Kevin Ridder | August 11, 2018 | No Comments
The plan for Nantahala and Pisgah was last released in 1987 and amended in 1994. In 2012, the Obama Administration released an updated forest planning rule allowing the public to participate in the process like never before. The current planning process for Pisgah and Nantahala National Forest is one of the first to occur under this new rule. Since 2014, the Forest Service has held 42 public meetings and has received thousands of comments from individuals and also groups like the Nantahala-Pisgah Forest Partnership, a collaboration of conservationists, recreational users, timber industry representatives and more.
Related: Groups Aim to Reshape Nantahala-Pisgah Plan
While members of the partnership have different specific requests for the new plan, they all share a singular vision: “a thriving, resilient forest within its natural range of variation, able to support healthy ecosystems, wildlife populations, local economies and traditional uses.”
Once the Forest Service releases the draft forest plan and draft environmental impact statement this fall, there will be a 90-day public comment period and a series of public meetings. The final plan is expected to be ready by late 2019, according to Michelle Aldridge with the Forest Service’s North Carolina division.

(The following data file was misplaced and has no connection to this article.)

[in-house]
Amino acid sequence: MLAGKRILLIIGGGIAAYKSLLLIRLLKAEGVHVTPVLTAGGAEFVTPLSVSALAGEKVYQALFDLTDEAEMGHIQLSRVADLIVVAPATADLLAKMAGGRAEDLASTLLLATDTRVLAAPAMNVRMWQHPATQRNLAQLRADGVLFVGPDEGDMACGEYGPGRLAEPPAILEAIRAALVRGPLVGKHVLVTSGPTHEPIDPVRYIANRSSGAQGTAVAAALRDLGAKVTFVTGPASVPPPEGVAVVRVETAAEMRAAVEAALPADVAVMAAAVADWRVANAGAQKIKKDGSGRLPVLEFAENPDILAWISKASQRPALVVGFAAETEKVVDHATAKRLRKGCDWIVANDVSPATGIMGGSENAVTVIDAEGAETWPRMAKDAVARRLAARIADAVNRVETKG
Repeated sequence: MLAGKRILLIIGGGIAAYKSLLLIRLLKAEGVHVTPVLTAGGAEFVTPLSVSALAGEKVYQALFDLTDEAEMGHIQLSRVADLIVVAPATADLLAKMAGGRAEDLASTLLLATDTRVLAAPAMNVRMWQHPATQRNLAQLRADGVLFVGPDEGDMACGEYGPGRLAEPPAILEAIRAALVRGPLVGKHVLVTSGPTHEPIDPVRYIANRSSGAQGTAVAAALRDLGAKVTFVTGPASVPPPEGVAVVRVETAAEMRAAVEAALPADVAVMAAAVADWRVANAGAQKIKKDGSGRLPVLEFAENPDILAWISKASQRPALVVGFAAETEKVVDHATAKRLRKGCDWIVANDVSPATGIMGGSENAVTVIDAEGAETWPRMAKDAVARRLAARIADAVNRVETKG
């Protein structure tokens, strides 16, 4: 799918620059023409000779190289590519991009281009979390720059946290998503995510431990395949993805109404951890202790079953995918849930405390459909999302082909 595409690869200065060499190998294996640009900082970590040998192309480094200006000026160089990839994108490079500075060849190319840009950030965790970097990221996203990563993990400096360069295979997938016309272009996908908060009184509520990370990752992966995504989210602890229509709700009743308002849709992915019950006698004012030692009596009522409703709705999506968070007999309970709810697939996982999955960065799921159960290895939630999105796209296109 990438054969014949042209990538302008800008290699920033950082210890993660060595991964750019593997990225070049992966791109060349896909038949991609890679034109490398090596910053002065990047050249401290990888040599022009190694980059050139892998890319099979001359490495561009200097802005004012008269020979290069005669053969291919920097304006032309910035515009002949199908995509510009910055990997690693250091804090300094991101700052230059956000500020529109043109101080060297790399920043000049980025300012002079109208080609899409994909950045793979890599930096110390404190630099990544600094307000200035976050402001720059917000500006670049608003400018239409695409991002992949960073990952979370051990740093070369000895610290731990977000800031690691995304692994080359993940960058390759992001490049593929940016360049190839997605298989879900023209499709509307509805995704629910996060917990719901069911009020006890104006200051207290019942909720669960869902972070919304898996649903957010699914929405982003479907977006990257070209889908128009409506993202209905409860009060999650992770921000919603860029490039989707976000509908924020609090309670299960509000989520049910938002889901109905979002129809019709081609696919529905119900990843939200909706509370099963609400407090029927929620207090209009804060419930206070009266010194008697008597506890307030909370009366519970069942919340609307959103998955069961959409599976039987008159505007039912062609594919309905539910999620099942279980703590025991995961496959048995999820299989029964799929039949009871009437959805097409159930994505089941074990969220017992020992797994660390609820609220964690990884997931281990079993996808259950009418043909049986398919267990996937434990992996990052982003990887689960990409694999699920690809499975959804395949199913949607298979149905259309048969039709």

The Appalachian Voice interviewed Aldridge, members of the Nantahala-Pisgah Forest Partnership and other forest stakeholders to see what they expect and want from the new plan. Answers have been edited where needed for clarity and length.
Tommy is the Tribal forest resource specialist for the Eastern Band of Cherokee Indians. He is also a Tribal member from the Bird Town Community.
Megan is the Southern Blue Ridge program director for The Nature Conservancy, a nonprofit environmental conservation organization.
Jim is the Appalachian timber manager for Columbia Forest Products, a timber company based in North Carolina.
Josh is the public lands biologist for MountainTrue, a nonprofit environmental conservation organization.
Deirdre is the national public lands representative for the Back Country Horsemen of North Carolina, a nonprofit organization that maintains horse trails. She is also co-founder of the Nantahala-Pisgah Forest Partnership.
Paul is a board member of the Northwest North Carolina Mountain Bike Alliance, a nonprofit organization that promotes mountain biking.
John is a wilderness advocate from Avery County, N.C. His family has been in the tourism business in the North Carolina mountains for over a century.
Michelle is a forest planning staff officer for the North Carolina division of the U.S. Forest Service and is working on the Nantahala-Pisgah forest plan revision.
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